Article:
Hood’s army was badly beaten, suffering over 8,000 casualties, including 6 generals killed, in just four hours. In recent years, as the Battle of Franklin has received more attention, it has become popular to treat Nashville as almost an afterthought – a historical mistake. As one writer puts it: “Hood was knocked down at Franklin – but he was knocked out in Nashville.”
Unchallenged on their way, Hood, still dreaming of reinforcements from Texas, reached the outskirts of Nashville and began to prepare a defense for the attack he knew would be coming – but first he and his men would have to fight the weather. Thomas’ men had the same weather but their forts and redoubts were built, most were well rested, all were well clothed, shod and fed, and the delays caused by the soon to be frigid climate worked to Thomas’ advantage giving him time to refit his cavalry. It was a far different story for Hood’s bedraggled army.
The relatively mild Tennessee weather in early December took a sudden turn for the worse the night of the 8th. A cold rain soon turned to snow and by the next morning the ground was frozen, covered with snow and sleet. This was followed by 6 days of rain, freezing rain and sleet – Nashville, and its environs, was encased in ice These conditions were brutal for the mostly barefooted rebels (one historian says only 25 men in the whole army had shoes or parts of shoes on their feet) already severely weakened in Franklin, without warm clothes or much in the way of food and their cannons, caissons and wagons up to their hubs in mud. Demoralized, cold, hungry troops now had to break frozen soil to try to establish defenses for the attack they knew would be coming when the weather broke. It must have seemed that even the Lord was against them. (I once lived through one of these ice storms as a resident in that area – we were paralyzed for days).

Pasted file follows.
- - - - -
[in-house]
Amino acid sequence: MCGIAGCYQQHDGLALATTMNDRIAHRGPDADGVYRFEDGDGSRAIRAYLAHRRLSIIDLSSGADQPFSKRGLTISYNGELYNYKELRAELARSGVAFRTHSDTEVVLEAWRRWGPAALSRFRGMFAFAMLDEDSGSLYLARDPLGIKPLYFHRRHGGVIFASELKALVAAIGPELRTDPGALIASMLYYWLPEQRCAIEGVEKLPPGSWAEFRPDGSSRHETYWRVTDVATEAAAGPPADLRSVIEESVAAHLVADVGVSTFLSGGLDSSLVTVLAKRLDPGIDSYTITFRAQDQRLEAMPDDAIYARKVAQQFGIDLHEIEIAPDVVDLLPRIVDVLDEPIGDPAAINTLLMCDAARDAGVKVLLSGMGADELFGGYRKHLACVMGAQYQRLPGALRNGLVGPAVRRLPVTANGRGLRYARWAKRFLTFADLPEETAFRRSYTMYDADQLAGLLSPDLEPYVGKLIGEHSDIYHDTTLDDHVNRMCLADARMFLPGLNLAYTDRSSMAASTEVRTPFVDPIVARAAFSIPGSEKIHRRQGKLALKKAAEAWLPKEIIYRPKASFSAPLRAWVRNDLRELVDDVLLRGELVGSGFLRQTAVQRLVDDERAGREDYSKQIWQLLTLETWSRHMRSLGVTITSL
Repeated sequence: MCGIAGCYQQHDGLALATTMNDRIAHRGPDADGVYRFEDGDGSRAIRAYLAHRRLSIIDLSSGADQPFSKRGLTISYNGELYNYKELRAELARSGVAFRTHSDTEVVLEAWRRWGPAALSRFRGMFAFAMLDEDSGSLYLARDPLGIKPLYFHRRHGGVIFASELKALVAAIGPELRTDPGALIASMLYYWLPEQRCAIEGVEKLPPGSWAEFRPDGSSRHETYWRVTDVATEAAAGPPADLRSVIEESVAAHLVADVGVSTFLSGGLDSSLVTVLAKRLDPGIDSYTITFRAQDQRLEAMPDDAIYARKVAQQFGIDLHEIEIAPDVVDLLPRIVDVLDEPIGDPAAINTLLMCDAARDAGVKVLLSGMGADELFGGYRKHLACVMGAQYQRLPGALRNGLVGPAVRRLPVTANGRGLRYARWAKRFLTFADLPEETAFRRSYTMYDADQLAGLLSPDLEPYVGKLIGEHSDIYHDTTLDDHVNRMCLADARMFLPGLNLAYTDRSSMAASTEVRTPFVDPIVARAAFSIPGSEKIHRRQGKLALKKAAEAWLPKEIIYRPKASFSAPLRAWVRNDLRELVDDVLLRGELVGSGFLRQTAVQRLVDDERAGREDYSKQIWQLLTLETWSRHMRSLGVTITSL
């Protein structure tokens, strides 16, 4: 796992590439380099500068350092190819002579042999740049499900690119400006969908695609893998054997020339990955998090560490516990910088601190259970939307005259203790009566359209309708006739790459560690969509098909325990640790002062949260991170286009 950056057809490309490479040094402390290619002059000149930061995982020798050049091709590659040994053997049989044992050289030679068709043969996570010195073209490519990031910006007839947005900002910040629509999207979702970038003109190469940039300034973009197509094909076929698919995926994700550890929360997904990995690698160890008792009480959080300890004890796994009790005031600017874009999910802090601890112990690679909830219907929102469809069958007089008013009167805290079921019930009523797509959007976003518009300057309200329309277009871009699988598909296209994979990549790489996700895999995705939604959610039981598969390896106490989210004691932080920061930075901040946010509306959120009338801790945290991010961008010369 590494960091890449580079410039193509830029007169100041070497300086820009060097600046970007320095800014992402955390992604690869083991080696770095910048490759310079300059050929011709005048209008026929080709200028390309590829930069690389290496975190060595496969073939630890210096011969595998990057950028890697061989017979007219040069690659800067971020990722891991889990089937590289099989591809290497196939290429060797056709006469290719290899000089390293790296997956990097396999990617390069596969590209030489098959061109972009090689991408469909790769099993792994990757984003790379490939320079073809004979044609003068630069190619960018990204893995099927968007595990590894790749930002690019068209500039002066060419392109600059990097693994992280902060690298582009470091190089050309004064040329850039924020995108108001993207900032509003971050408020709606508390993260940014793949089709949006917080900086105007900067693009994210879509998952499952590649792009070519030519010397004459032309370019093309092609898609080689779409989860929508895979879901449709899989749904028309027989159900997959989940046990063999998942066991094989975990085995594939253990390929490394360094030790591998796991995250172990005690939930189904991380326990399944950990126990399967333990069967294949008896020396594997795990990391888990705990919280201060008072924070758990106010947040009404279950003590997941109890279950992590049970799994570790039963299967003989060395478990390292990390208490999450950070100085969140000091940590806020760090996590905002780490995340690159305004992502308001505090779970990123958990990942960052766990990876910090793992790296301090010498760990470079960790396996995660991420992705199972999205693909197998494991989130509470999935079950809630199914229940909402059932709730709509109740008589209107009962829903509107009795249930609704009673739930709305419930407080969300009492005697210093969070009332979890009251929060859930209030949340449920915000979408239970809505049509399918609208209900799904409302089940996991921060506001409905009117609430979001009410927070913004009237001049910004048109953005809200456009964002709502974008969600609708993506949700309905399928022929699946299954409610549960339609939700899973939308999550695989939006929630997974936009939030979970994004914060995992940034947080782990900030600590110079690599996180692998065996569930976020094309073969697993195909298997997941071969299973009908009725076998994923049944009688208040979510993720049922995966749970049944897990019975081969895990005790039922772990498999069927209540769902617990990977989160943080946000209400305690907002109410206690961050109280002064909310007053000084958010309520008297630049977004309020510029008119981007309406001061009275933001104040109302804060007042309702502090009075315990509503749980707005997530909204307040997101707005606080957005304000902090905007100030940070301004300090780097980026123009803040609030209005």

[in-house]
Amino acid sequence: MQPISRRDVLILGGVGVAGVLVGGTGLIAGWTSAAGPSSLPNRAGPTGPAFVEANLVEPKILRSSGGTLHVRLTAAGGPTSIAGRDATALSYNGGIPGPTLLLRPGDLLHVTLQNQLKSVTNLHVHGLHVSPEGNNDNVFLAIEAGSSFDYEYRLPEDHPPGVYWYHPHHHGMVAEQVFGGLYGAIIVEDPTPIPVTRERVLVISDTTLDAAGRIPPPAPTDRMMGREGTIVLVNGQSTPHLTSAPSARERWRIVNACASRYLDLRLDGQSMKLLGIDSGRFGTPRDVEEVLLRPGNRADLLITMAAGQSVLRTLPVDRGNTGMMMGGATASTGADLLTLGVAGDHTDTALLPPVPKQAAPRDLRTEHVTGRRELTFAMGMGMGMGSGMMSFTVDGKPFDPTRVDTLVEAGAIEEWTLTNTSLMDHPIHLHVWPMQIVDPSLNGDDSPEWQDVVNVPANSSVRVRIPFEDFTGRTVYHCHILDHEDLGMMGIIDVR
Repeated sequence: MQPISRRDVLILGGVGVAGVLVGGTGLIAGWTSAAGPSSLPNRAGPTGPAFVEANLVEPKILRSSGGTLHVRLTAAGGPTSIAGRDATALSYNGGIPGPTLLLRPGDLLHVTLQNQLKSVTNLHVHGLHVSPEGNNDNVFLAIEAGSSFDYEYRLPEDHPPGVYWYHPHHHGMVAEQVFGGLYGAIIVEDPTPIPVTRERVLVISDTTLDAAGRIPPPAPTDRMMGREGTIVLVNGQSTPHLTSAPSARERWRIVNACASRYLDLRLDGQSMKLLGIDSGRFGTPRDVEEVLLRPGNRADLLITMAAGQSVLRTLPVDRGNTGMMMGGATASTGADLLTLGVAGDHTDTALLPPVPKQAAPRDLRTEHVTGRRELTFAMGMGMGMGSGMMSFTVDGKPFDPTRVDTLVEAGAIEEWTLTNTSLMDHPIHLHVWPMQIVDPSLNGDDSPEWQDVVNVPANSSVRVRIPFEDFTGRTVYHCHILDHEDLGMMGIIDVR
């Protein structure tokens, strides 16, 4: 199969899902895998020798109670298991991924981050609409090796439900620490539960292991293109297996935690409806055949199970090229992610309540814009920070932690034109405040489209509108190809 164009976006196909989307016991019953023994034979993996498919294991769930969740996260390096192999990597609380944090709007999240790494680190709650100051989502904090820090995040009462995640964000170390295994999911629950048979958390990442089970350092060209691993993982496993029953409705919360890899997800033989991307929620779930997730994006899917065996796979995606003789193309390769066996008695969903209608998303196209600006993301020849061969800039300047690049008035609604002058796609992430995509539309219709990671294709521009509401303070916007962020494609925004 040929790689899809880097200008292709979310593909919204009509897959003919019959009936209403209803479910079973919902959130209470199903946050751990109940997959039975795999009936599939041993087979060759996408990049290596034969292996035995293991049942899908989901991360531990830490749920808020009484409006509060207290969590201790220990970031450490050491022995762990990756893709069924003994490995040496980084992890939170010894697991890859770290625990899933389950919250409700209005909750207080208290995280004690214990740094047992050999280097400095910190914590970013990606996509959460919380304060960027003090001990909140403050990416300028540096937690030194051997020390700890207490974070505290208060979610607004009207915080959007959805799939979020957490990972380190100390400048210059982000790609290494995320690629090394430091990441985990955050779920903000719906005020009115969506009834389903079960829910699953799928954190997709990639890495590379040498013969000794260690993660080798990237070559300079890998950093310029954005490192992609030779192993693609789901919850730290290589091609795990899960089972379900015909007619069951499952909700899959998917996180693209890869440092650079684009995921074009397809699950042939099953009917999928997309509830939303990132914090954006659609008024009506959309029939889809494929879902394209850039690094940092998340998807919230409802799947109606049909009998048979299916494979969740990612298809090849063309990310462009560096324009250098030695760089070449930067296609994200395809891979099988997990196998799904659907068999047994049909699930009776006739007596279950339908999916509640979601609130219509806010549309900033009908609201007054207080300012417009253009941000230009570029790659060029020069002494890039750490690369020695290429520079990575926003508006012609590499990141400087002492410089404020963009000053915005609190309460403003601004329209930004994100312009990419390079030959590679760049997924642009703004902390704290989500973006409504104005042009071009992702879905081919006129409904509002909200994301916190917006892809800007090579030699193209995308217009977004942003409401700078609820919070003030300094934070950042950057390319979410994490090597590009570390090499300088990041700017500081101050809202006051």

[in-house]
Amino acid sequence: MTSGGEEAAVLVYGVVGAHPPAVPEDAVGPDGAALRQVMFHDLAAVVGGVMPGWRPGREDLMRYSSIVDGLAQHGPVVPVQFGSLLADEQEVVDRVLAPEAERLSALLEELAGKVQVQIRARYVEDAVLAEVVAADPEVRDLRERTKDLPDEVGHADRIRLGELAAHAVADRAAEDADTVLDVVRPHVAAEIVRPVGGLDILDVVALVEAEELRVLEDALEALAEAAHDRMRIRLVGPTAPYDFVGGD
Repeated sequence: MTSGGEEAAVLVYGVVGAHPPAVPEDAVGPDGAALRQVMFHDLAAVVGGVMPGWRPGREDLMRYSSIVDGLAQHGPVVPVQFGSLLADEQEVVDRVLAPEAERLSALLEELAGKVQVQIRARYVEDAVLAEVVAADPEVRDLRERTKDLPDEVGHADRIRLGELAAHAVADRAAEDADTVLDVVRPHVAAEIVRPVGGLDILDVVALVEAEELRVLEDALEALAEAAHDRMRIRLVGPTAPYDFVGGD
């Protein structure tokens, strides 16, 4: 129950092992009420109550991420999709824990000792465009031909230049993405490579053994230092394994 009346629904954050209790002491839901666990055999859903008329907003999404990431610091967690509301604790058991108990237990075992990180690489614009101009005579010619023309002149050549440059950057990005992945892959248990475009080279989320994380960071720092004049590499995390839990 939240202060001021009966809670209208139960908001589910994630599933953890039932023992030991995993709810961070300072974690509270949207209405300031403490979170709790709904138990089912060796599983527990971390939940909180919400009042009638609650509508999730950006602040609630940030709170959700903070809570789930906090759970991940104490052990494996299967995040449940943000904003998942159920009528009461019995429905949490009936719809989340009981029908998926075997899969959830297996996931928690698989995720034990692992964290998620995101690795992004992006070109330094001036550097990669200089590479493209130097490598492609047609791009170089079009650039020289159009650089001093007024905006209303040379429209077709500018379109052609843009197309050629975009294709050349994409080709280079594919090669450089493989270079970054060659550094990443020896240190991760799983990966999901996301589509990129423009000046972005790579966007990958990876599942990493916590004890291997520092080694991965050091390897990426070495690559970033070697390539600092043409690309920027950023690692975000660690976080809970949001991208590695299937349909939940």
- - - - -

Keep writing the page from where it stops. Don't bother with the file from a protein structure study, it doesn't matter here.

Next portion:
Thomas meanwhile was under attack by his superiors in Washington and Petersburg for what, in their growing panic at the advancing southern army, was their perception that he was just too slow in taking on Hood. Thomas, although not as ready as he wanted to be, gave into pressure and was going to attack on the 10th when the ice storm hit the area suspending his plans. (“A terrible storm of freezing rain has come today which will make it impossible for our men to fight.”) When Grant (“I was never so anxious during the war as at that time”) heard of further delay, he asked Halleck to draw up orders relieving Thomas, to be replaced by Schofield (who may have been behind misleading information getting to Grant). Halleck resisted (“No one here wishes General Thomas’ removal”) and these orders were never sent.
The six-day weather-related delay finally exhausted Grant’s patience and he ordered General John A. Logan sent west to assume command of Nashville. Logan got as far as Louisville when the weather cleared enough on the 15th for Thomas to finally launch his attack on Hood. Logan was recalled. It’s still uncertain whether Thomas knew how close he came to losing his job.
The battle lines shown on the two maps of the 15th and 16th tell the story of the conflict. It was, according to at least one military authority, “a perfect exemplification of the art of war.” Another authority said: “No battle of the war was better planned and none was so nearly carried out to the letter of the plan as the Battle of Nashville.” General Thomas’ battle plan in this engagement is the only one of the Civil War that is “now studied as a model in European military schools.” It was the only battle of the war that destroyed an army.